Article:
Jan 25, 2014
Are we addicted to testing the child in school? Tests, tests, and more tests. Test anything that moves.
But what is the child’s mind and how to understand it to make Malaysian schools more than just training camps for dull young minds?
The mind is all these: active, ready to learn new things, always hungry for knowledge, for deeply engaging environment of exploration that can be offered by the system.
The mind is not a place to be made idle, or a temple of boredom, or a funnel to shove in mere facts, useless information that has no relevance to the idea of meaning and learning, or have no sense of connection to the child’s experience.
The mind has to always be in a mode of higher order thinking, of the excitement generated in the upper brain or the corpus callosum and not be placed in the reptilian mode of “fight or flight”, where the body is to be caned and punished for not memorising by teachers who wish to impose their own understanding of things, or by those who think they have the answers to everything, or for teachers afraid of children’s questions.
Learning that is not active will certainly activate the mode of resistance in the child’s consciousness. The more the child is bored, the more he/she will rebel – silently or violently – because his intelligence is not respected, nurtured, or challenged to greater heights.
Criminals are made, not born, for as the philosopher Jean Jacques Rousseau said, “Everything is good in the hands of the Author of Things, everything degenerates in the hand of Man…
“Curiosity and the interest in learning is a gift to be nurtured… a Natural Gift and the Natural Rights of Man…”
Educators, teachers, headmaster, administrators, ministers of education: you must understand the nature of the mind, the learner, the teacher, the teaching styles, the appropriate tools and techniques, and the nurturing environment of joy and not fear to be created.
Adding to that, the way to teach children to be researchers and producers of cultural artifacts useful to humankind, the deep interest in deeply engaging learning, the connectedness of knowledge to the spectrum of taxonomies of learning.
From the whats to the hows to the whys and to what ifs and what elses… the knowledge, understanding, analysis, synthesis, to judgment, to new creations, new applications, and renewed dimensions that will break newer paradigms and discover newer frontiers.
All realities are not the same
All these are the essential ideas of “Constructivism in Learning and Teaching” – ideas drawn from the complexity of the human mind as it interacts with the world in a constantly evolving world of learning and exploring endlessly as Socrates, Dewey, Piaget, Neill, Montessori, or cognitive scientists, and linguistic semioticians, etc. would advocate.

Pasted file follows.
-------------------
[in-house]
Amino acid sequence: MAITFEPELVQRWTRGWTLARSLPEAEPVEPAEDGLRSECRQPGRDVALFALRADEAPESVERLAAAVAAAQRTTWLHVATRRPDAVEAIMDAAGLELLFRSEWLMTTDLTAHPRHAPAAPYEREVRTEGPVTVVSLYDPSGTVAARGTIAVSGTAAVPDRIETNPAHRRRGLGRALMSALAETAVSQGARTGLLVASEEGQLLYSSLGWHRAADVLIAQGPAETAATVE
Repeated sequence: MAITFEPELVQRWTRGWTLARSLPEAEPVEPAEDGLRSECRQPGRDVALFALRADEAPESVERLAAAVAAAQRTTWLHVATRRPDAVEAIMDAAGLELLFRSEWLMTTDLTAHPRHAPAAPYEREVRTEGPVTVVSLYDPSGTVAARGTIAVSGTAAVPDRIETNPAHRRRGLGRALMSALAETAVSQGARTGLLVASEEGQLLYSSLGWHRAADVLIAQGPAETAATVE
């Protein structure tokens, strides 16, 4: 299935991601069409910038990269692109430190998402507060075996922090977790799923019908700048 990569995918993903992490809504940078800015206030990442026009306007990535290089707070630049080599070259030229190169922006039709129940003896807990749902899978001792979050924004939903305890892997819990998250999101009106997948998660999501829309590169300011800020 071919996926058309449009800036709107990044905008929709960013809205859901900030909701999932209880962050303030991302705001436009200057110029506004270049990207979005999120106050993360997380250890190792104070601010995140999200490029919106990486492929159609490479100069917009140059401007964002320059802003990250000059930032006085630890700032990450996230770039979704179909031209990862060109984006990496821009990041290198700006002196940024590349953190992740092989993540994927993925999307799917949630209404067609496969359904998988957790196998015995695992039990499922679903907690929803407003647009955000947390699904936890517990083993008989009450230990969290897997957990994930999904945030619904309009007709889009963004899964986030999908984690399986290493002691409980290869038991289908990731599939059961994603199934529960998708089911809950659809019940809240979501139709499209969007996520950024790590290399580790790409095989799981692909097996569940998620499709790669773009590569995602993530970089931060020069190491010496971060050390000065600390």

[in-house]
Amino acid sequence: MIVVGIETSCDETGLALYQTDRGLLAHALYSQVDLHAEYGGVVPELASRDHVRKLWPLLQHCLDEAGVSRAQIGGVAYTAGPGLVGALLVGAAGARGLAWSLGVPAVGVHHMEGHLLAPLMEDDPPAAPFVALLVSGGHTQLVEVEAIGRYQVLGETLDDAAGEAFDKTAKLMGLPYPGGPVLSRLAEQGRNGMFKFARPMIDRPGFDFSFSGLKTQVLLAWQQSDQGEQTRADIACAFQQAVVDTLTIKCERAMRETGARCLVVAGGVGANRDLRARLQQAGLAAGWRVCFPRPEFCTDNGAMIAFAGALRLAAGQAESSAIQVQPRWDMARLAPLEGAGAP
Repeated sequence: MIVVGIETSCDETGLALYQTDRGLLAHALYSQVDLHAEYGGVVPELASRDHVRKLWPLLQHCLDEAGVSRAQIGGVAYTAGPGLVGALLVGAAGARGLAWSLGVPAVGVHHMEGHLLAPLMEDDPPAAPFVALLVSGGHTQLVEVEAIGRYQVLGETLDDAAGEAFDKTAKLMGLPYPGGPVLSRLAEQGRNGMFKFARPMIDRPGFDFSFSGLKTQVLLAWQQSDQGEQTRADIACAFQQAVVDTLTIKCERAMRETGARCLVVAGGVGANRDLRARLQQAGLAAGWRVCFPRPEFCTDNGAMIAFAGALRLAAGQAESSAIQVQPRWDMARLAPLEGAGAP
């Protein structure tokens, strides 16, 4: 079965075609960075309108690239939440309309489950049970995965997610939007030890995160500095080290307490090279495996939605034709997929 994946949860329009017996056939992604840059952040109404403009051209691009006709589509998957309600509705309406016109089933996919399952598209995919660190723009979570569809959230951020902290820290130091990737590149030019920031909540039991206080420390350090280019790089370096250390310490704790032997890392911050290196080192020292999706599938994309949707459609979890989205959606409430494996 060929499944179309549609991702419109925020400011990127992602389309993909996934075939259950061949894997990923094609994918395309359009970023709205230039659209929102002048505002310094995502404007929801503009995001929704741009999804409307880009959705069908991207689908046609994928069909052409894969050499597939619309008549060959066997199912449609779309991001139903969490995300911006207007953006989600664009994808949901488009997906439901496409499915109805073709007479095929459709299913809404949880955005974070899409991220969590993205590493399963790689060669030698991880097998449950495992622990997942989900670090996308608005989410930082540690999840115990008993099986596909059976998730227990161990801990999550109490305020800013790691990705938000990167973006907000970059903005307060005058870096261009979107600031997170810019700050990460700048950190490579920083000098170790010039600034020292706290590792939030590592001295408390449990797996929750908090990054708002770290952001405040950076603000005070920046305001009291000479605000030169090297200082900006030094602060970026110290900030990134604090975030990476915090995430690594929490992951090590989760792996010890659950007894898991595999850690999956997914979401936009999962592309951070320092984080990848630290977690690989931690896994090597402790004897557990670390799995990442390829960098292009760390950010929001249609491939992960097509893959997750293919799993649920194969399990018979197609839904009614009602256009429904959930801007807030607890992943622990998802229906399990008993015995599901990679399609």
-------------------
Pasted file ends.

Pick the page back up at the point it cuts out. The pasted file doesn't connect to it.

We construct our own worldview based on our own exploration using a scientific and natural way of thinking.
All realities are not the same as they are all constructed and reconstructed. This includes truth, representation and “realities in religion” to each his own construction of the meaning of “God” framed in whatever term and assigned to whatever name spiritually desirable and no one has a monopoly of another persons’ use of it.
The Malaysian child in school is especially privileged with multi-cultural resources, with an environment of learning linking self to community, and self to meaningful history.
Linking each others’ wealth of cultural knowledge, linking the mind to the world of cybernetics or a networked world vastly available that can help provide endless possibilities of the nurturing and growth of the neural connections in those brain cells waiting to connect to one another, waiting to create new concepts and understanding.
These can only be done in a classroom where active, reflective and constructivist learning is a set up, primarily in a place where teachers become a guide on the side and not a sage with a cane on stage; in an environment wherein each child is put at the centre of learning.
The entire universe of the development of his or her own unique worldview would be designed around him/her and not based on what, essentially, the state wanted to child to become, based on the dictates of the state via banking in facts, facts, and facts through tests, tests, and more tests.
I am done with my ranting in the interest of the child. I thought that with a “world-class” educational blueprint, we have learnt all these and are ready to create those everyday geniuses in our children.
What happened? Have we been busy politicising education? What a waste of a good generation; go back to the drawing board, Malaysians.
DR AZLY RAHMAN, born in Singapore and grew up in Johor Baru, holds a Columbia University (New York City) doctorate in International Education Development and Masters degrees in four areas: Education, International Affairs, Peace Studies and Communication. He has taught more than 40 courses in six different departments and has written more than 350 analyses on Malaysia. His teaching experience in Malaysia and the United States spans over a wide range of subjects, from elementary to graduate education. He has edited and authored four books; Multiethnic Malaysia: Past, Present, Future (2009), Thesis on Cyberjaya: Hegemony and Utopianism in a Southeast Asian State (2012), The Allah Controversy and Other Essays on Malaysian Hypermodernity (2013), and the latest Dark Spring: Ideological Roots of Malaysia’s GE-13 (2013). He currently resides in the United States.